Desktops and Notebooks: Lenovo IdeaPad, ThinkPad Enter Tablet Market

 
 
By Nicholas Kolakowski  |  Posted 2011-07-20 Email Print this article Print
 
 
 
 
 
 
 
 
Lenovo has decided to enter the tablet game with three new tablets: An IdeaPad K1 aimed at consumers, a ThinkPad more suited for the enterprise and small and midsize businesses, and an IdeaPad P1 ostensibly aimed at both audiences. Unlike other tablet makers, Lenovo isn't hedging its tablet bets solely on Android: the IdeaPad P1 runs Windows 7, while the other two devices in the line rely on Google Android 3.1. Lenovo claims its Android tablets are the first certified for Netflix, which could possibly sway some cinephiles who use the devices primarily as portable entertainment hubs. For everybody else-that is, people who want their tablets in order to play Angry Birds and perform some light tasks-the tablets' dual-core processors should provide sufficient power under the hood. Given Lenovo's traditional audience in the business realm, it's also no surprise that these latest tablets boast some features designed to integrate them more firmly into the enterprise and SMBs. These include layered data security for the ThinkPad, coupled with business partner solutions such as anti-theft software and Citrix Systems' virtual application support. Given the rate at which employees are bringing their tablets into their workspace, this focus on business apps and security has the potential to give Lenovo a leg up over some of its competitors, who are more intent on conquering the consumer market. But given the crowded state of the tablet space—and the sheer number of Android devices already on store shelves—Lenovo will need to push hard to establish a commanding presence. For more information on this topic click here.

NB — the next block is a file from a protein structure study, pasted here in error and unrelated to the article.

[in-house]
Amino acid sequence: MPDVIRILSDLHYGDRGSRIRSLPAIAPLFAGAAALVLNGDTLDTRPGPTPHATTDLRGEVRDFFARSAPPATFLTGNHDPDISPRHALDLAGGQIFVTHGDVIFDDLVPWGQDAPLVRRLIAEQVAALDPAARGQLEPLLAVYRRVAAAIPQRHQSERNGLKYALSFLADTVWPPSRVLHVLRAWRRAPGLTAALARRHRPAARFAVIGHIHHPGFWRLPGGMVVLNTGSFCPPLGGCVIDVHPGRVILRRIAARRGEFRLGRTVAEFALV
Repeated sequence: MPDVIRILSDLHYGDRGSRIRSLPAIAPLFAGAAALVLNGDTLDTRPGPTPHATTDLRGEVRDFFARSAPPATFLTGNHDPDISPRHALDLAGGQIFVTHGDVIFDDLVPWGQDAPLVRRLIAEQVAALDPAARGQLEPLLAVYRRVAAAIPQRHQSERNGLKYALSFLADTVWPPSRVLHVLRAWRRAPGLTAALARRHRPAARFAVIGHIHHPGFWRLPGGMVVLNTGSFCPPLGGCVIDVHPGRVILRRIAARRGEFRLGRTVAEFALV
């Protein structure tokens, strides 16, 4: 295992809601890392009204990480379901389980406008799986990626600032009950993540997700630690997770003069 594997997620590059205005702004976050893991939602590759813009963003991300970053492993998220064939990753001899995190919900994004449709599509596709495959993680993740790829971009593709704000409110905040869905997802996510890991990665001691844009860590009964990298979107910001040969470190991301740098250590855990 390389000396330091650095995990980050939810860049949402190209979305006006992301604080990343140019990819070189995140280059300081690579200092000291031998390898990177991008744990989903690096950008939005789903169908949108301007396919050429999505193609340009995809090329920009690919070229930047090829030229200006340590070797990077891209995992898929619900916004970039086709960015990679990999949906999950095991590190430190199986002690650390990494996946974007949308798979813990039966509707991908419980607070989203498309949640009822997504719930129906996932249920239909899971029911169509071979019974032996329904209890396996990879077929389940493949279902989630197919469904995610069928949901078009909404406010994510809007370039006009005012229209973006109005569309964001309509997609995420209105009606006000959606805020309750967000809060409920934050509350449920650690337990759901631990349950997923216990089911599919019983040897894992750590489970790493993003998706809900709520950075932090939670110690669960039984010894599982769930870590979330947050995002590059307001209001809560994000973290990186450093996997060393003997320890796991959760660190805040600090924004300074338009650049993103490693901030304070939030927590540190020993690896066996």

IdeaPad P1

The IdeaPad P1 features a 1.5GHz Intel processor and a 10.1-inch screen. It runs Windows 7.
IdeaPad P1
 
 
 
 
 
Nicholas Kolakowski is a staff editor at eWEEK, covering Microsoft and other companies in the enterprise space, as well as evolving technology such as tablet PCs. His work has appeared in The Washington Post, Playboy, WebMD, AARP the Magazine, AutoWeek, Washington City Paper, Trader Monthly, and Private Air. He lives in Brooklyn, New York.
 
 
 
 
 
 

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